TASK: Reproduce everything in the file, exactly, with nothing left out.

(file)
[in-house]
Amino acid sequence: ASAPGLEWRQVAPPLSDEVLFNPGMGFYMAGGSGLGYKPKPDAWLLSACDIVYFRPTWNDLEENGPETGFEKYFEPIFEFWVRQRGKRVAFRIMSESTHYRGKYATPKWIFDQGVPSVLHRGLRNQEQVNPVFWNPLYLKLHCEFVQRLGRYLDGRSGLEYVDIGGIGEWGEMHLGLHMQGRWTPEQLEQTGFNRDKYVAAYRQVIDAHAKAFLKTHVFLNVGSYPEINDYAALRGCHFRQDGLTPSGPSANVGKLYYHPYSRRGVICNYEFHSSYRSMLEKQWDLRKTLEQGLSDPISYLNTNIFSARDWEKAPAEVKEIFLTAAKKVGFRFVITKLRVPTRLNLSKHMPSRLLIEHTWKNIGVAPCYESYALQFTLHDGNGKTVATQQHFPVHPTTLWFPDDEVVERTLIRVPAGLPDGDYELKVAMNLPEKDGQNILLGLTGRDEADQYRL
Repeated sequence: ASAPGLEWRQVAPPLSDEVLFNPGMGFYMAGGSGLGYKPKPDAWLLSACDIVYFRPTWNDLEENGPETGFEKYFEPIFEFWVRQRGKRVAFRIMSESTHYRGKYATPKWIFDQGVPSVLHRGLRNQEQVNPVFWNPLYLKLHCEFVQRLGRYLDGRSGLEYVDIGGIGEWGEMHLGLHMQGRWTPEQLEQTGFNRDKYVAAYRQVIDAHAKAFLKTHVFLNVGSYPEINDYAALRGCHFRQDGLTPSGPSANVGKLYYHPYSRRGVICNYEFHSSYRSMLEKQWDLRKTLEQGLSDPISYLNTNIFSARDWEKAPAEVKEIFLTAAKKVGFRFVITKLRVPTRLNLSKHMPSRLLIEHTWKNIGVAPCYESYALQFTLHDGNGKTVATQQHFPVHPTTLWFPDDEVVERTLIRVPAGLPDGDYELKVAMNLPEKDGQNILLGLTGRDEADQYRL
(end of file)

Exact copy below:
[in-house]
Amino acid sequence: ASAPGLEWRQVAPPLSDEVLFNPGMGFYMAGGSGLGYKPKPDAWLLSACDIVYFRPTWNDLEENGPETGFEKYFEPIFEFWVRQRGKRVAFRIMSESTHYRGKYATPKWIFDQGVPSVLHRGLRNQEQVNPVFWNPLYLKLHCEFVQRLGRYLDGRSGLEYVDIGGIGEWGEMHLGLHMQGRWTPEQLEQTGFNRDKYVAAYRQVIDAHAKAFLKTHVFLNVGSYPEINDYAALRGCHFRQDGLTPSGPSANVGKLYYHPYSRRGVICNYEFHSSYRSMLEKQWDLRKTLEQGLSDPISYLNTNIFSARDWEKAPAEVKEIFLTAAKKVGFRFVITKLRVPTRLNLSKHMPSRLLIEHTWKNIGVAPCYESYALQFTLHDGNGKTVATQQHFPVHPTTLWFPDDEVVERTLIRVPAGLPDGDYELKVAMNLPEKDGQNILLGLTGRDEADQYRL
Repeated sequence: ASAPGLEWRQVAPPLSDEVLFNPGMGFYMAGGSGLGYKPKPDAWLLSACDIVYFRPTWNDLEENGPETGFEKYFEPIFEFWVRQRGKRVAFRIMSESTHYRGKYATPKWIFDQGVPSVLHRGLRNQEQVNPVFWNPLYLKLHCEFVQRLGRYLDGRSGLEYVDIGGIGEWGEMHLGLHMQGRWTPEQLEQTGFNRDKYVAAYRQVIDAHAKAFLKTHVFLNVGSYPEINDYAALRGCHFRQDGLTPSGPSANVGKLYYHPYSRRGVICNYEFHSSYRSMLEKQWDLRKTLEQGLSDPISYLNTNIFSARDWEKAPAEVKEIFLTAAKKVGFRFVITKLRVPTRLNLSKHMPSRLLIEHTWKNIGVAPCYESYALQFTLHDGNGKTVATQQHFPVHPTTLWFPDDEVVERTLIRVPAGLPDGDYELKVAMNLPEKDGQNILLGLTGRDEADQYRL